Bottom line, did we like it? Why yes we did!

BMC’s Bourbon Night

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BMC Bourbon – Four Roses Small Batch 45%

This Kentucky small batch bourbon wasn’t originally part of the trio, however our host received it as a rather timely gift and decided to bring it along as an “appetizer” to our main “meal.”

As we poured, we compared notes on our preferred standard bourbons… names that came to mind included Blanton’s, Elijah Craig and yes – Four Roses… ideally with a nice large chunk of ice.

However, true to our tasting traditions… we sampled each first neat, then some added water, then each bourbon was set aside until all were tasted for a revisit… followed by closing which whisk(e)y we thought could best partner our cigar.

Four Roses Small Batch 45%

  • Colour – Bright yellow straw
  • Nose – Musty sweet mash, wood, bit of citrus, pear drops, oily orange, sweet tobacco leaf or sweet grass, loads of sour mash, hay…
  • Palate – Very smooth and a bit peppery
  • Finish – Orange zest with some thinking perhaps a chaser of anise
  • Water – Makes it spicier initially then once it settles down simply dilutes
  • Revisit – Coming back for a revisit after sampling the others – wow! Pear with sweet white flowers, certainly very easy going

Overall? We were reminded of why this bourbon came to mind in our collective short list. Truth be told, most of us are not typically bourbon drinkers unless it happens to be cocktail hour! In which case, having a base with more power is preferred.

As for what the folks over at Four Roses have to say?

  • Nose – Mellow spice, rich fruit, hints of sweet oak & caramel.
  • Palate – Mellow, ripened red berries, dried spice, well-balanced, rich.
  • Finish – Soft, smooth & pleasantly long.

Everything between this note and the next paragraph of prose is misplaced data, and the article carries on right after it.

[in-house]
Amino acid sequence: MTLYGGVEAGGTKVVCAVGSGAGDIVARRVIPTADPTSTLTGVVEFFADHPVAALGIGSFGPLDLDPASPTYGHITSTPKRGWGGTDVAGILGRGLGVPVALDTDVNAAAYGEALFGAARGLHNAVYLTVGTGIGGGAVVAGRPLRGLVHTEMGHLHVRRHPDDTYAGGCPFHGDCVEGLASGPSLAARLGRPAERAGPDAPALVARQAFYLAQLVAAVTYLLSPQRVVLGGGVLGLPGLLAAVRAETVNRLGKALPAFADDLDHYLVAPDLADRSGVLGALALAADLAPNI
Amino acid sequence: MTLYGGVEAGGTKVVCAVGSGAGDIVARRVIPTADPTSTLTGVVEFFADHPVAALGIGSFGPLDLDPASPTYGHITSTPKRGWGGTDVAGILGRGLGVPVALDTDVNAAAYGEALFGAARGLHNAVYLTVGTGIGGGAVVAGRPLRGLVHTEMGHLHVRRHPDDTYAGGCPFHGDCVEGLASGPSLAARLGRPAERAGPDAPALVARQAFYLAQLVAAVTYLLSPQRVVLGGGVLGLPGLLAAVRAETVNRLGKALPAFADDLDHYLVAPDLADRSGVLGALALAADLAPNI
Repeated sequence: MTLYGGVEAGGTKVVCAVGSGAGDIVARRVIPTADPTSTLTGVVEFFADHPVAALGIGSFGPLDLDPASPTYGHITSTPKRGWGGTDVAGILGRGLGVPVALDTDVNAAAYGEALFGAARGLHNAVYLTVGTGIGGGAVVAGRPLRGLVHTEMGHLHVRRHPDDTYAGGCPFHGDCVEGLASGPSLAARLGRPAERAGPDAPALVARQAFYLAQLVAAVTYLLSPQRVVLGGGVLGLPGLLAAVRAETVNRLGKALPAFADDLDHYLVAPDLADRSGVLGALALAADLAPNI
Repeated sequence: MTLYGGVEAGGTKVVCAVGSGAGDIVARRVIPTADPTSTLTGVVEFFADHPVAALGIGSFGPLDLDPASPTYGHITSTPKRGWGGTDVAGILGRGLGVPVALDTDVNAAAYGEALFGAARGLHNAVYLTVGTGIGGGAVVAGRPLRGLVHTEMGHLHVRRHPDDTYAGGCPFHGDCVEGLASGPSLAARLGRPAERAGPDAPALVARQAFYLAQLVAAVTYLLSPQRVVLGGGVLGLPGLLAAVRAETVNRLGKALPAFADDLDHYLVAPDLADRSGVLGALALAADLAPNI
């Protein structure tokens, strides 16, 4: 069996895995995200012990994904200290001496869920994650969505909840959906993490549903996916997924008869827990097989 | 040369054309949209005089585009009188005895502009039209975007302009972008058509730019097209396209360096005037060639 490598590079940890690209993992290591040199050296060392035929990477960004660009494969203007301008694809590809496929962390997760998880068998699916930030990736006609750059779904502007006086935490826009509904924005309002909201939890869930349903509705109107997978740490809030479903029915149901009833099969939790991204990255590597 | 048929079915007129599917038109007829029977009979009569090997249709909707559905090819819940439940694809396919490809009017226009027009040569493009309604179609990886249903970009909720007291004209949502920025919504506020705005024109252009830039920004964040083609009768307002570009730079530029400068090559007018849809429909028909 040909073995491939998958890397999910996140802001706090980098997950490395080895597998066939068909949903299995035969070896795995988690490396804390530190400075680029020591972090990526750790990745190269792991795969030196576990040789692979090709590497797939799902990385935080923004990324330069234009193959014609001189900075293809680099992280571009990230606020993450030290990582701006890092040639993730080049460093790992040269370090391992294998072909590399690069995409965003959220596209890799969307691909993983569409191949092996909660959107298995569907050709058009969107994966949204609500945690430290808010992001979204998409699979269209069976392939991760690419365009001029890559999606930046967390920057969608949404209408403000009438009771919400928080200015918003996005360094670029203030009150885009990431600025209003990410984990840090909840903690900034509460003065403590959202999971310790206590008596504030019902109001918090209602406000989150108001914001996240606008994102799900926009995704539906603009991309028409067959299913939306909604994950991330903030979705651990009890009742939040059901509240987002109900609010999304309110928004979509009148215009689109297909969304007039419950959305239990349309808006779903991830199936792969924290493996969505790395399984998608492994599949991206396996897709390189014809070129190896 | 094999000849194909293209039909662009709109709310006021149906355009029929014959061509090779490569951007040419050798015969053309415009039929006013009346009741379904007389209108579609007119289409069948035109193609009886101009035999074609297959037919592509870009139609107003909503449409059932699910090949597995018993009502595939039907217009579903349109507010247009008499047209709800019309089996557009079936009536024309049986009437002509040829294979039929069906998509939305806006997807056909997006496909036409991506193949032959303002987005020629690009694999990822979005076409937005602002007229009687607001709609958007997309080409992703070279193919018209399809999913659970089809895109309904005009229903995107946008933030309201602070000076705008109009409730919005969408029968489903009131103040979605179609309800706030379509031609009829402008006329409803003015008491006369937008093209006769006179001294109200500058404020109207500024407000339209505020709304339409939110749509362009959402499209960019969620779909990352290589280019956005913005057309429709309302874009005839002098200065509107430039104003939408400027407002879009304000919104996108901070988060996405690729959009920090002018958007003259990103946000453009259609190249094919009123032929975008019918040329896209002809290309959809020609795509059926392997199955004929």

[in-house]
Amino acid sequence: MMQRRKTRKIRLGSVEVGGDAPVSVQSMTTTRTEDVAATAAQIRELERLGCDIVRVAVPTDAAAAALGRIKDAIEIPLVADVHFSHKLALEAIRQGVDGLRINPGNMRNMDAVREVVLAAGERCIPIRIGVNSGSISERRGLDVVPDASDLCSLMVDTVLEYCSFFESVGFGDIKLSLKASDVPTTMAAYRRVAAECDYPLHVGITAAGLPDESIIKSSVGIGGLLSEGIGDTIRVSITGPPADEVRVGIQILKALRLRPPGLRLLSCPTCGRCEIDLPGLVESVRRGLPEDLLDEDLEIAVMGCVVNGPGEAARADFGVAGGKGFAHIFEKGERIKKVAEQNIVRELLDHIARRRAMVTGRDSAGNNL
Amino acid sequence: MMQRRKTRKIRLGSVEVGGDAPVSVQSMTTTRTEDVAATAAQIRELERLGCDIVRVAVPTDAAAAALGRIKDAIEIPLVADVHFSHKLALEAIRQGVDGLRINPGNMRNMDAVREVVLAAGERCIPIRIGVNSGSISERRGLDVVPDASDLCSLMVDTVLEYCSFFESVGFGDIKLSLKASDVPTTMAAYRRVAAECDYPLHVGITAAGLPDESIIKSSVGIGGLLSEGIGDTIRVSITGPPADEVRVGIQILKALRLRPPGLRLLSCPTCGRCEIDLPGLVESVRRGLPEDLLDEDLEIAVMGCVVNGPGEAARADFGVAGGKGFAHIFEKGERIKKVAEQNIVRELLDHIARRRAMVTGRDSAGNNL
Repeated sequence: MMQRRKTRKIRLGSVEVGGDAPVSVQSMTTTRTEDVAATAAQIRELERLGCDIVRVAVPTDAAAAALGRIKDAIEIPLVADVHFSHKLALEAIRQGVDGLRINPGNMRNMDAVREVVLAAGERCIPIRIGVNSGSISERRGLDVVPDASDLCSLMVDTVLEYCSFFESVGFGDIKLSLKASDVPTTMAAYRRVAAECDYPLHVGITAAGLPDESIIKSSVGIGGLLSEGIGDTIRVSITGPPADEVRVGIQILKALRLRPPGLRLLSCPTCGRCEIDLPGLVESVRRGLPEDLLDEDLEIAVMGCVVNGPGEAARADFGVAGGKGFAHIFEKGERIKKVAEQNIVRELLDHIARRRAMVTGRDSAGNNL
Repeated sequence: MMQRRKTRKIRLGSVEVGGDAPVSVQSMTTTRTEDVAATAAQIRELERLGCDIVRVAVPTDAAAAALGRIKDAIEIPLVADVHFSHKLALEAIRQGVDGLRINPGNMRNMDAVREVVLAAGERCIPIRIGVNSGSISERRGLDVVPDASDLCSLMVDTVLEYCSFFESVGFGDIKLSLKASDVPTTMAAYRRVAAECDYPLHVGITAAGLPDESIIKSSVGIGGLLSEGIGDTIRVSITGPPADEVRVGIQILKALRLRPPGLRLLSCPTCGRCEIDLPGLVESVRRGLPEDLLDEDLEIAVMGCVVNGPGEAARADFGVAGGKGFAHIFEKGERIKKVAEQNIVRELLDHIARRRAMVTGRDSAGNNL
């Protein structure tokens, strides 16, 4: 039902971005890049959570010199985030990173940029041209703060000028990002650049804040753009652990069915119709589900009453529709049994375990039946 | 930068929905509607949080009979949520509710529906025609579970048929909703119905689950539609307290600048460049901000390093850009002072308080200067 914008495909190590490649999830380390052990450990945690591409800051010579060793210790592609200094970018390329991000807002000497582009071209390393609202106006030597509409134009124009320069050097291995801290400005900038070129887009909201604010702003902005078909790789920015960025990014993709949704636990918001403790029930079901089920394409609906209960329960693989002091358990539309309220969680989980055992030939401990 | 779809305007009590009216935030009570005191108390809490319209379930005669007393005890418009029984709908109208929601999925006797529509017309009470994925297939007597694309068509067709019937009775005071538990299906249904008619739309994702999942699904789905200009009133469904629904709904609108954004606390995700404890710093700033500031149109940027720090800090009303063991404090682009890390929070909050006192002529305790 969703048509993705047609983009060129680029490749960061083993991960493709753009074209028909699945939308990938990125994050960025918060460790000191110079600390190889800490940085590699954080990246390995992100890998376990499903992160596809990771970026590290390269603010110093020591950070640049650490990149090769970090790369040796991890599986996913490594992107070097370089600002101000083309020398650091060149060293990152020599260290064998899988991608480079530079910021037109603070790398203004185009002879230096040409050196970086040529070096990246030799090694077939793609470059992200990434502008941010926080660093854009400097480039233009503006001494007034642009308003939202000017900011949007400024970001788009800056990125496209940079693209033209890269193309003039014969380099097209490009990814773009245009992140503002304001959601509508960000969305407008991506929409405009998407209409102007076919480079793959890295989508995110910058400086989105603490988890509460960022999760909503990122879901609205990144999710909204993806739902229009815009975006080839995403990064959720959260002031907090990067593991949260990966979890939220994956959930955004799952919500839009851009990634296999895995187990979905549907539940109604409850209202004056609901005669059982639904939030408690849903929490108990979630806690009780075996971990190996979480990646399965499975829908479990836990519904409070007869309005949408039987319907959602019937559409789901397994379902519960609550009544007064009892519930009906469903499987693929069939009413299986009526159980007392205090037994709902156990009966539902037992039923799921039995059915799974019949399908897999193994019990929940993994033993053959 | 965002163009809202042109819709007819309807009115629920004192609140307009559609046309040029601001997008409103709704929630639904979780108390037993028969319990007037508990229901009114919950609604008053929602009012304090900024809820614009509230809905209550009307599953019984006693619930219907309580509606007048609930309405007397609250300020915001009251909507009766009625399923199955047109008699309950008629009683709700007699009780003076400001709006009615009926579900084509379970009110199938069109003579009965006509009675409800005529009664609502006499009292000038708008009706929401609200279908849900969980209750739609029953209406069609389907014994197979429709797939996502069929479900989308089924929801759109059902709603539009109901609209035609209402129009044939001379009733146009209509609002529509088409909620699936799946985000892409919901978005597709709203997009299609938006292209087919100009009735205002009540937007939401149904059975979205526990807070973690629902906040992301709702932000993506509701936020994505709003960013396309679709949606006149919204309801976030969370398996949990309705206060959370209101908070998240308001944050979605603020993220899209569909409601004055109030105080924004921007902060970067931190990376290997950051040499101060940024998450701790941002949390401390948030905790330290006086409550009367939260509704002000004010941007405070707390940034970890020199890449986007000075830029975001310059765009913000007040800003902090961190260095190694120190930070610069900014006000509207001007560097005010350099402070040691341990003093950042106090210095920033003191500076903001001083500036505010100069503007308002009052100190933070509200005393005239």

We tried it from a closed bottle in Mumbai on March 2019.

As for what this would set you back? It remains quite affordable… currently selling on Master of Malt for approx $30.

BMC’s Bourbon Night

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BMC Bourbon Night Take 2 – Four Roses, Clyde May’s, Breaker, Bib + Tucker

A personal connect often is the magic link in our sourcing efforts… Which is exactly why our Bombay Malt & Cigar group has enjoyed a decidedly Norther American “twang” to some of our tastings…

One member’s spouse is Canadian with a recent trip leading to  a Canadian Club tasting and another’s spouse is American. This member last brought us a Westland Trio and now a special evening focused purely on Bourbon!

But these were no ordinary run of the mill bourbons – nope! Other than Four Roses just to whet our whistles, the other three from Alabama to California are not your standard garden variety brash bourbons.

What did we think? Read on and discover!

BMC’s Bourbon Night

Our favourite? There was zero doubt that the Clyde May‘s came out on top for its delightful sweetness plus made a terrific complement to the cigar initially.